4. Rollback, Remediation, and Change Prevention
Ransomware detection techniques are about more than simply identifying ransomware threats in your system. To keep your network and data secure, you will need to have the processes and tools to remediate unauthorized changes before significant damage is done.
You’ll want to have processes in place for:
- Rollback: Utilize a tool that can store snapshots of your configurations at regular intervals. This functionality allows you to restore previous settings with minimal downtime.
- Change Remediation: Once an unauthorized change is detected, you will want to take action immediately. CimTrak allows for “self-healing,” reversing changes automatically upon detection.
- Change Prevention: For certain core settings or systems, you may elect to prevent change altogether rather than take steps to roll back or remediate after a change is made.
Robust rollback, remediation, and change prevention techniques can help you mitigate the impact of ransomware and maintain a continuously compliant infrastructure.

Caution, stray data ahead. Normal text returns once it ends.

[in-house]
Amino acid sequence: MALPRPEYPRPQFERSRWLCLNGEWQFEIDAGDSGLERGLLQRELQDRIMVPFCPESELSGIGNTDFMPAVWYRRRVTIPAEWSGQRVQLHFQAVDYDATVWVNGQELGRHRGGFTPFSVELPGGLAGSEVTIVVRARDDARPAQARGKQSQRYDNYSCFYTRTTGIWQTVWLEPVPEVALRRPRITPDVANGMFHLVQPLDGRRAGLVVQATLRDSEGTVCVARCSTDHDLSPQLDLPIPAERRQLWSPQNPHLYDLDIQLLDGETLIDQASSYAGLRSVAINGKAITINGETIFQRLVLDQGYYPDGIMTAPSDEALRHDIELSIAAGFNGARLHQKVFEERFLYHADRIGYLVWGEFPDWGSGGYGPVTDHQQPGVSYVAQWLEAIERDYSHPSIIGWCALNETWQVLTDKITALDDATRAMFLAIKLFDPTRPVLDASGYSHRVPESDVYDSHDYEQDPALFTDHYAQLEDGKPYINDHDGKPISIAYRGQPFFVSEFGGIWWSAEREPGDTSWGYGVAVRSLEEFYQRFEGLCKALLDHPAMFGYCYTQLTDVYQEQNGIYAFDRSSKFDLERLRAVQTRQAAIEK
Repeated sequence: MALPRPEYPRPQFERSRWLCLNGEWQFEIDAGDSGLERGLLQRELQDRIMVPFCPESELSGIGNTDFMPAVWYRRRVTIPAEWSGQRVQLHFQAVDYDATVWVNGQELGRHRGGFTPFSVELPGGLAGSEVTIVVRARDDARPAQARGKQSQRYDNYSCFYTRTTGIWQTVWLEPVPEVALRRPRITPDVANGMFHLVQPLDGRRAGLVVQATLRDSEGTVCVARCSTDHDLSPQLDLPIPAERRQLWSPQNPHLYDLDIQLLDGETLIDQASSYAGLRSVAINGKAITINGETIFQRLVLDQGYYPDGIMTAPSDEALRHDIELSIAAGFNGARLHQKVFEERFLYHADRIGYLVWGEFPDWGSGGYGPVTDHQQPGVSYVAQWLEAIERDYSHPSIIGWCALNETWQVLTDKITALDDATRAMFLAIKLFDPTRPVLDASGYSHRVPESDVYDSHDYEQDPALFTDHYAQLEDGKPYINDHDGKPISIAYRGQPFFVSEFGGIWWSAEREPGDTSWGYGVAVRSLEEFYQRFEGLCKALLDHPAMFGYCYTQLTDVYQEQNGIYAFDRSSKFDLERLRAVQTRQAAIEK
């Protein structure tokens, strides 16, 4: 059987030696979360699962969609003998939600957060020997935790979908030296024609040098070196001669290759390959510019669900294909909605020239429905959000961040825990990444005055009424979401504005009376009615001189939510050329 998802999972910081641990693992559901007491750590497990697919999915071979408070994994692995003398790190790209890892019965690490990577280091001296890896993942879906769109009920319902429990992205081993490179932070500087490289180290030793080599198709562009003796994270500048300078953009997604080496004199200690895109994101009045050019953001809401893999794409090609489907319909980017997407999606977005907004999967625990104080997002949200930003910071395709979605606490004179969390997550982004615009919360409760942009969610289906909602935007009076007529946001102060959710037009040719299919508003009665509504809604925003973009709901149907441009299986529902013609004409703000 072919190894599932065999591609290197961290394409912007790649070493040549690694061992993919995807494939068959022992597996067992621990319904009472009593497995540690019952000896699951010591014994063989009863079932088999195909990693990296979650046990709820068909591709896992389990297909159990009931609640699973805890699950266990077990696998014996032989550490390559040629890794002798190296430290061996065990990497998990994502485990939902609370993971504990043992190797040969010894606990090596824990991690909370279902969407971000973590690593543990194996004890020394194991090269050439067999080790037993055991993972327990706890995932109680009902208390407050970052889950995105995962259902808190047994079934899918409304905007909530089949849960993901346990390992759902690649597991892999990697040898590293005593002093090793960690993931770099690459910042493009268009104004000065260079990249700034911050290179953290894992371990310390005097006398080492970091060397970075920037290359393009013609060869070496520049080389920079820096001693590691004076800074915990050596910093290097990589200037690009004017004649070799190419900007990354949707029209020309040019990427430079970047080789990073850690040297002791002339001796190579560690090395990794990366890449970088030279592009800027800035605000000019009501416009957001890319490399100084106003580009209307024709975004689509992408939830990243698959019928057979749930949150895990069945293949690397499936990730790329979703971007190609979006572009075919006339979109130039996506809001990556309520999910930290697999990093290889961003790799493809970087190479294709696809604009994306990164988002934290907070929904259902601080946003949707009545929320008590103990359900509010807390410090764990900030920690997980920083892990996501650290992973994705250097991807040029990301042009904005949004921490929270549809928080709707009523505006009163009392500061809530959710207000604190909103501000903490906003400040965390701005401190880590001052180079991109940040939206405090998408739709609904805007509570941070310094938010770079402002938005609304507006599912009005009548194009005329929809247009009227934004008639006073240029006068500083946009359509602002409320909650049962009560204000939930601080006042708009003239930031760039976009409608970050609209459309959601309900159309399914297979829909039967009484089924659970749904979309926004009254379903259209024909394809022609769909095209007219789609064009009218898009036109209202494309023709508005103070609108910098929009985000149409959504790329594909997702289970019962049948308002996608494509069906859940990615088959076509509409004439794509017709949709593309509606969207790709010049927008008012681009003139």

The last method you may choose to employ for your ransomware detection, and remediation efforts is file whitelisting, which we will discuss in more detail next.
5. File Whitelisting
Lastly, you may employ file whitelisting or a trusted file registry in your ransomware detection techniques. File whitelisting is the practice of marking specific changes like vendor-verified patches or updated files as authorized changes.
Taking this step will eliminate change noise produced by valid changes. This will enable you to focus your time and attention on the changes that truly matter most to your cybersecurity efforts.
When you use file whitelisting, changes will still be documented, allowing you to reference them if necessary. However, you and your team will only receive alerts regarding attacks that may be related to malware, zero-day attacks, rogue users, or other threats. This process allows you to use your limited time more efficiently to prevent attacks and protect your data.
Beyond Ransomware Detection: Increase Your Cybersecurity
Detecting and mitigating the impact of ransomware attacks is essential for your cybersecurity efforts. You can improve your organization’s overall cybersecurity posture by implementing tools designed to continually monitor your network for compliance, unauthorized changes, and more.
Modern cybersecurity threats require innovative solutions. CimTrak’s file integrity monitoring software is one such solution. CimTrak offers system integrity assurance, working to identify, prohibit, and remediate unknown or unauthorized changes in real-time. This empowers your team to maintain a continuously compliant IT infrastructure in less time, with less effort.
Explore our Instant Preview today to see how CimTrak can help your organization’s cybersecurity efforts.
September 29, 2022